Tucked away in the corner is the Rolling Scones Cafe (see what they did there?), which I  didn't have time to try on my whistle stop tour. It'd be easy to complete miss the small fire exit style door at the back, which leads out onto a small, concrete garden area, an extension of the cafe's indoor seating.

All artwork copyright of God's Own Junkyard. Photo: Laura Reynolds
A word of warning - they're very strict on photography. Camera phones are allowed, but standalone cameras are not. It's understandable really - if I'd whipped up somewhere this incredible, I'd be doing everything I could to protect my copyright too. There is a small shop on site where you can buy postcards of some of the artworks, as well as other bits and pieces.

All artwork copyright of God's Own Junkyard. Photo: Laura Reynolds

All artwork copyright of God's Own Junkyard. Photo: Laura Reynolds

God's Own Junkyard, Unit 12, Ravenswood Industrial Estate, Shernhall Street, London, E17 9HQ. Entry is free, but consider donating to that Just Giving page.

All neon artworks shown here are copyright of God's Own Junkyard (photos by Laura Reynolds).

Scribbling Lau is now on Facebook. You can also find me on Twitter and Instagram.


Tuesday, 6 June 2017

The enchanting alleyway of Battersea Flower Station


What is it with garden centres and railways in south London? Dulwich Pot and Plant Garden runs alongside North Dulwich station, the eclectic Nunhead Gardener thrills customers from inside the railway arches, and the fantastically-named Battersea Flower Station has rejunevated an alleyway running alongside the railway tracks between Imperial Wharf and Queenstown Road.


I am loathe to use such a tired cliche, but a wander through Battersea Flower Station really does feel like stumbling upon one of London's best-kept secrets. Wandering north on the eerily quiet Winders Road, you'll find yourself wondering if you're in the right place at all. The tarmac gives way to cobbles, and you'll pass under a railway arch so thin, the street's been pedestrianised at this point.


That railway arch is the clue that you are in the right place. Immediately through the arch, an unmissable pair of bright blue wooden gates appears on the right, wide open and thoroughly inviting, promising pots, plants, flowers... and magic (their words, not mine)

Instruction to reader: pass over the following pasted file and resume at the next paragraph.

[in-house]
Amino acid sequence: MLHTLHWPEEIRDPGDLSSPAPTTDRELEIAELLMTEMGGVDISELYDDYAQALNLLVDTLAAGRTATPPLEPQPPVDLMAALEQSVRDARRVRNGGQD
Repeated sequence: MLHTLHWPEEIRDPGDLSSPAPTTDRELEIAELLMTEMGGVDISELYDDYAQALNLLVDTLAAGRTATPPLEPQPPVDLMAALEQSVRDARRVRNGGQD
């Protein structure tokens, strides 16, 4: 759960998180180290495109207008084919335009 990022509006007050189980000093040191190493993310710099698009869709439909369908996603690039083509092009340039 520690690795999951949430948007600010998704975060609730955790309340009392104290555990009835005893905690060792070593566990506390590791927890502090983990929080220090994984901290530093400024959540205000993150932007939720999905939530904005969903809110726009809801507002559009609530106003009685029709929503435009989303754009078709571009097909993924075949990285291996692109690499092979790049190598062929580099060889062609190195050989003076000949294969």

.

Through the gates, you'll be greeted with rainbow bunting, and a plethora of hanging lights, creating something of a festival atmosphere -- Wyevale this certainly isn't, and it's all the better for it. In this cobbled, well-to-do area of Battersea, it could come across as a futile attempt to appeal to the young, hipster demographic, yet it works - whether you're 5 or 95, you'll be enchanted by this narrow slice of the urban jungle.


The alleyway can only be 5ft wide at its broadest points, and yet there's so much to see. All manner of plants are laid out on tables on the left, a wall of greenery tickling its way along the towpath. It borders on overgrown, so that exploring the alleyway feels almost clandestine.


On the right hand side, a mishmash of breezeblock buildings and outhouses, each one painted a different, bright colour, line the base of the railway tracks. Each specialises in something different - seeds, gardening equipment, plant pots.


The occasional train rattles past on the tracks overhead, but for the most part the hustle and bustle of the place comes from the staff, who zip around attending to various plants, helping customers and handing out advice.


It's a tardis of a place, really. Just when you think the alleyway must be coming to an end, another string of psychedelic bunting appears among the fronds of greenery. Knick knacks appear left, right and centre, making it hard to know where to look when you're reluctant to miss anything.



The end of the alleyway is punctuated by a florist and gift shop, catering for the less green-fingered but equally keen punter. As with the rest of Battersea Power Station, it's beautifully presented, all rustic signs and colourful blooms.


Suddenly, you're back out on the hectic Battersea Park Road, emerging from this little haven as buses thunder past and pedestrians dash by. Most of them barely notice the floral goodness nestled between two buildings - it's as if you've stepped out of a whole other world that no-one else can see.

Battersea Flower Station, 16 Winders Road (other entrance next to 318 Battersea Park Road), SW11 3HE

Scribbling Lau is now on Facebook. You can also find me on Twitter and Instagram.

Wednesday, 24 May 2017

On the trail of the Chelsea Flower Show: Belgravia in Bloom 2017

Ebury Street
I've already told you about Chelsea in Bloom, the free flower festival taking place in venues around Sloane Square this week. Now, meet its more sophisticated sibling, Belgravia in Bloom.

Like Chelsea in Bloom, Belgravia in Bloom consists of a series of floral window displays in local shops, bars and restaurants. The theme here is children's books, with four pop-up installations dotted around the area.
Belgrave Square

Again, you can print off a map before you go, and be prepared for a lot of walking, as it's fairly well spread out. If you're not a purist about it, you could cut out the first 18 stops on the map and begin your trail at the corner of Ebury Street and Elizabeth Street - the stops prior to this are a bit underwhelming.
Motcomb Street

At the Ebury-Elizabeth crossroads, though, things get interesting. More specifically, things get very pink thank to Peggy Porschen's display. It must be one of the most Instagrammable spots in London right now - but might be too saccharine for some tastes.
Ebury Street